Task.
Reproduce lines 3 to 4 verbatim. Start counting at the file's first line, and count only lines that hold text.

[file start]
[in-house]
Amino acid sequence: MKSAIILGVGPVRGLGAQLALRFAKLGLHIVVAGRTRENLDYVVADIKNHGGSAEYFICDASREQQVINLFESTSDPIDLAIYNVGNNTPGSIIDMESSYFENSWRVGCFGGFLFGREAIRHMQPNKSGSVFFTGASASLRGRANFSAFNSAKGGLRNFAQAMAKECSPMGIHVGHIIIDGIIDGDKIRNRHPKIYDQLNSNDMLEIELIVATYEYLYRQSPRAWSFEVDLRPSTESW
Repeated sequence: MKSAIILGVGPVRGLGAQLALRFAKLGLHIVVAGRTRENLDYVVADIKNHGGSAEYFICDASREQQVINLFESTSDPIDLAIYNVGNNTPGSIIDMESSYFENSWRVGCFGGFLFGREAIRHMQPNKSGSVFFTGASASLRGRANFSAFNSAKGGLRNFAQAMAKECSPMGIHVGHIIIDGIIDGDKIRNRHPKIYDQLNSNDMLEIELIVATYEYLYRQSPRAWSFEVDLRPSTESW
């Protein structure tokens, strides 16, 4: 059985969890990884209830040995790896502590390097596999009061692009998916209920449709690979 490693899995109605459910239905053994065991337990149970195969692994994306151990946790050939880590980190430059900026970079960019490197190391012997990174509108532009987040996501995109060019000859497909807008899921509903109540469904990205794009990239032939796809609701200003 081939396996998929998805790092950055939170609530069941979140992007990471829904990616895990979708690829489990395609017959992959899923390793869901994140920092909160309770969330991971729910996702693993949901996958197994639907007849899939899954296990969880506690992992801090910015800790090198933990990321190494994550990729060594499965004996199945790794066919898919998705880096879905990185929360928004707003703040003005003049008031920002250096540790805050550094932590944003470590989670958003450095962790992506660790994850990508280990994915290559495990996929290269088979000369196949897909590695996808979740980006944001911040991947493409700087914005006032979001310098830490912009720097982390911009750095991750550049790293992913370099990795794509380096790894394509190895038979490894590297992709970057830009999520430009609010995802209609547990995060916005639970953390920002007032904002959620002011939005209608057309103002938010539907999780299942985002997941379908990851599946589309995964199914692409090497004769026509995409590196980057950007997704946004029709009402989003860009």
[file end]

Repeated sequence: MKSAIILGVGPVRGLGAQLALRFAKLGLHIVVAGRTRENLDYVVADIKNHGGSAEYFICDASREQQVINLFESTSDPIDLAIYNVGNNTPGSIIDMESSYFENSWRVGCFGGFLFGREAIRHMQPNKSGSVFFTGASASLRGRANFSAFNSAKGGLRNFAQAMAKECSPMGIHVGHIIIDGIIDGDKIRNRHPKIYDQLNSNDMLEIELIVATYEYLYRQSPRAWSFEVDLRPSTESW
């Protein structure tokens, strides 16, 4: 059985969890990884209830040995790896502590390097596999009061692009998916209920449709690979 490693899995109605459910239905053994065991337990149970195969692994994306151990946790050939880590980190430059900026970079960019490197190391012997990174509108532009987040996501995109060019000859497909807008899921509903109540469904990205794009990239032939796809609701200003 081939396996998929998805790092950055939170609530069941979140992007990471829904990616895990979708690829489990395609017959992959899923390793869901994140920092909160309770969330991971729910996702693993949901996958197994639907007849899939899954296990969880506690992992801090910015800790090198933990990321190494994550990729060594499965004996199945790794066919898919998705880096879905990185929360928004707003703040003005003049008031920002250096540790805050550094932590944003470590989670958003450095962790992506660790994850990508280990994915290559495990996929290269088979000369196949897909590695996808979740980006944001911040991947493409700087914005006032979001310098830490912009720097982390911009750095991750550049790293992913370099990795794509380096790894394509190895038979490894590297992709970057830009999520430009609010995802209609547990995060916005639970953390920002007032904002959620002011939005209608057309103002938010539907999780299942985002997941379908990851599946589309995964199914692409090497004769026509995409590196980057950007997704946004029709009402989003860009």